Gird your loins, weary warriors.
This is it. The final battle for the soul of America.
Okay. It isn’t. The soul of America can still be saved, and often times, we find our greatest strength in testing.
We are not confined to party or chained to a system, although it feels that the bonds of familiarity with what has always been, for most of us, are firmly holding us in place.
If this election cycle has shown us anything – for those of us still paying attention – it is that we need to be more actively involved in our own governance. We need to hold our elected officials responsible, and we need to expect more, or they will take advantage.
An uninformed, uninvolved electorate got us where we are.
Reality TV, which is no reality at all, and popular media have shaped the culture and the culture is dying.
We have angry revolutionaries, who are so wrapped up in their entitlement mindset that they don’t realize that it is our history that allows them to revolt without fear of being targeted and drug from their homes in the middle of the night, with no trial, no hope of representation.
We are beset with angry, would-be patriots, who chant slogans about injustice and our freedoms, but would deny others their freedom to vote their conscience.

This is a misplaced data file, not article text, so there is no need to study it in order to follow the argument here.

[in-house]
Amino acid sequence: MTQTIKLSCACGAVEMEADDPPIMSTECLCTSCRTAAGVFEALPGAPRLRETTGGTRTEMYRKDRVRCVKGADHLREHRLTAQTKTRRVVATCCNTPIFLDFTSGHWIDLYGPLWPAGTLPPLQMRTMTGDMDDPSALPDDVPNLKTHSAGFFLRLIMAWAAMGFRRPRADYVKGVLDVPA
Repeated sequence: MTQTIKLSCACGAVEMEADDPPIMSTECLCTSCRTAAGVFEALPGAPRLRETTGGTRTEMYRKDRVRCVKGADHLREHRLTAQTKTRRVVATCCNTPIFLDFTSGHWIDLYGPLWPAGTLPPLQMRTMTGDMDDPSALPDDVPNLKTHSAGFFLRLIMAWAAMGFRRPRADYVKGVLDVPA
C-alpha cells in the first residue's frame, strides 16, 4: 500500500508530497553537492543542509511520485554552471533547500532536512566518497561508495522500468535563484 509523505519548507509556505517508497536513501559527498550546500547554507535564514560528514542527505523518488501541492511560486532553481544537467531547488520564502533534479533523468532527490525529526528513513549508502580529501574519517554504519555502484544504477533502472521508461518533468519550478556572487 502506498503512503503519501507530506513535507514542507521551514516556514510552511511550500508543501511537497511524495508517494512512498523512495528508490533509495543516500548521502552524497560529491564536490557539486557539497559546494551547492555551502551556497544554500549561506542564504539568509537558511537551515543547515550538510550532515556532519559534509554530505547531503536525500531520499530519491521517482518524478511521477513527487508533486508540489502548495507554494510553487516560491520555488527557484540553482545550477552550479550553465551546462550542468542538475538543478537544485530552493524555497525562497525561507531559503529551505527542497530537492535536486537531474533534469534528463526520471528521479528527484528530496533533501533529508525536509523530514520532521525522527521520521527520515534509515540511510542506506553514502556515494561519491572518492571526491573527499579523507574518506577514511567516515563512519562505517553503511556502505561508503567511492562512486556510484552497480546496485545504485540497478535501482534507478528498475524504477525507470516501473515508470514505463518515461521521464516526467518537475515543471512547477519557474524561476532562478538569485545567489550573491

And we are plagued with far too many who only become aware that we even have a government when it’s time to collect a check or vote.
I had a family member come for a visit and see the Pat McCrory (North Carolina’s amazing governor) sign in my front yard. As I remarked, “We’ve got to vote for Pat McCrory,” this family member piped up, “She’s running for president, too?”
It is this kind of dulled sense of civic awareness that is the poison in the well of our society.
Alexis de Tocqueville remarked:
“The greatness of America lies not in being more enlightened than any other nation, but rather in her ability to repair her faults.”
I want to believe that we’re still the America that Tocqueville marveled over. I need to believe that somewhere, hidden under the grime of Trumpism and the festering mountain of Clinton corruption, the heart of American exceptionalism still beats.
Whatever happens today, in four years, we get another chance to get it right, no matter what some purveyors of doom are proclaiming.
Tomorrow, we put our campaign signs away. Some will grumble. Some will rejoice.
And we will still be America.
Let us all devote ourselves to being more aware, more involved, and dedicated to keeping the health and well-being of this nation as a forefront issue.
That means grabbing those friends or family members who may not be as aware as they should be and giving them the occasional lesson in Civics.
That means writing or calling your elected representatives when you see things going sideways.
Whatever you do, commit to doing something to make tomorrow better than today.
We are our government, and we get the government we deserve.
Pray for our nation, and pray for each other.